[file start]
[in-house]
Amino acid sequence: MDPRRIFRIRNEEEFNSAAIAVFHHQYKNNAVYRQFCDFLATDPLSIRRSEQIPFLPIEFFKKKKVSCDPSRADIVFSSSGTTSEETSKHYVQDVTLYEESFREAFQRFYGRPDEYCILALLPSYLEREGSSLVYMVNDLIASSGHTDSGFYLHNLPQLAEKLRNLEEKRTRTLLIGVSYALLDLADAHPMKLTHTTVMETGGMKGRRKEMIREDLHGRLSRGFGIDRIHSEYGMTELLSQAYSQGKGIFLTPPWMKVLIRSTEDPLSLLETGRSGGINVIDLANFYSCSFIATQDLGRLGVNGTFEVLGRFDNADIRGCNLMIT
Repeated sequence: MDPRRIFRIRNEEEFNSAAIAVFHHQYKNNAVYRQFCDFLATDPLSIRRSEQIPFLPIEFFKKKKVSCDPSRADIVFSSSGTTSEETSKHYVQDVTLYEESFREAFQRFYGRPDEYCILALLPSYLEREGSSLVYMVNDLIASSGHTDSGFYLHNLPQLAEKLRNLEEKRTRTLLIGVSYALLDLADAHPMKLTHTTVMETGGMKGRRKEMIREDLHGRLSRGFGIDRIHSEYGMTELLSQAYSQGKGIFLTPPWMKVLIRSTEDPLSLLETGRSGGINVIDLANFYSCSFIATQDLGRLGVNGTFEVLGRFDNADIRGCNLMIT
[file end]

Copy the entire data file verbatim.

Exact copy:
[in-house]
Amino acid sequence: MDPRRIFRIRNEEEFNSAAIAVFHHQYKNNAVYRQFCDFLATDPLSIRRSEQIPFLPIEFFKKKKVSCDPSRADIVFSSSGTTSEETSKHYVQDVTLYEESFREAFQRFYGRPDEYCILALLPSYLEREGSSLVYMVNDLIASSGHTDSGFYLHNLPQLAEKLRNLEEKRTRTLLIGVSYALLDLADAHPMKLTHTTVMETGGMKGRRKEMIREDLHGRLSRGFGIDRIHSEYGMTELLSQAYSQGKGIFLTPPWMKVLIRSTEDPLSLLETGRSGGINVIDLANFYSCSFIATQDLGRLGVNGTFEVLGRFDNADIRGCNLMIT
Repeated sequence: MDPRRIFRIRNEEEFNSAAIAVFHHQYKNNAVYRQFCDFLATDPLSIRRSEQIPFLPIEFFKKKKVSCDPSRADIVFSSSGTTSEETSKHYVQDVTLYEESFREAFQRFYGRPDEYCILALLPSYLEREGSSLVYMVNDLIASSGHTDSGFYLHNLPQLAEKLRNLEEKRTRTLLIGVSYALLDLADAHPMKLTHTTVMETGGMKGRRKEMIREDLHGRLSRGFGIDRIHSEYGMTELLSQAYSQGKGIFLTPPWMKVLIRSTEDPLSLLETGRSGGINVIDLANFYSCSFIATQDLGRLGVNGTFEVLGRFDNADIRGCNLMIT